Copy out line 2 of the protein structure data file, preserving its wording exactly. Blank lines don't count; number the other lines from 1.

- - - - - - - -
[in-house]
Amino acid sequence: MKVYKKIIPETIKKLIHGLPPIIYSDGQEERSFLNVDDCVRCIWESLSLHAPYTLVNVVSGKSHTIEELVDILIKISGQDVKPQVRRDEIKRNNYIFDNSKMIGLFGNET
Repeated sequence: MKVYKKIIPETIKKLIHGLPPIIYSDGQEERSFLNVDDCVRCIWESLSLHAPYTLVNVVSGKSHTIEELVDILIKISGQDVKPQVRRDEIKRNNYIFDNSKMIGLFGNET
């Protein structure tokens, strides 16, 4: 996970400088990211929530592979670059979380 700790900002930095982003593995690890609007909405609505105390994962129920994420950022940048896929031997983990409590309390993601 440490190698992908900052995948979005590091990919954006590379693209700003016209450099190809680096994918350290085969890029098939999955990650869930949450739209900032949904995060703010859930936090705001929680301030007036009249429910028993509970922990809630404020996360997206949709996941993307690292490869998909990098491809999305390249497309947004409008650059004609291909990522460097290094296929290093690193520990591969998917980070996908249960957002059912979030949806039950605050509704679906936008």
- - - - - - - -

Amino acid sequence: MKVYKKIIPETIKKLIHGLPPIIYSDGQEERSFLNVDDCVRCIWESLSLHAPYTLVNVVSGKSHTIEELVDILIKISGQDVKPQVRRDEIKRNNYIFDNSKMIGLFGNET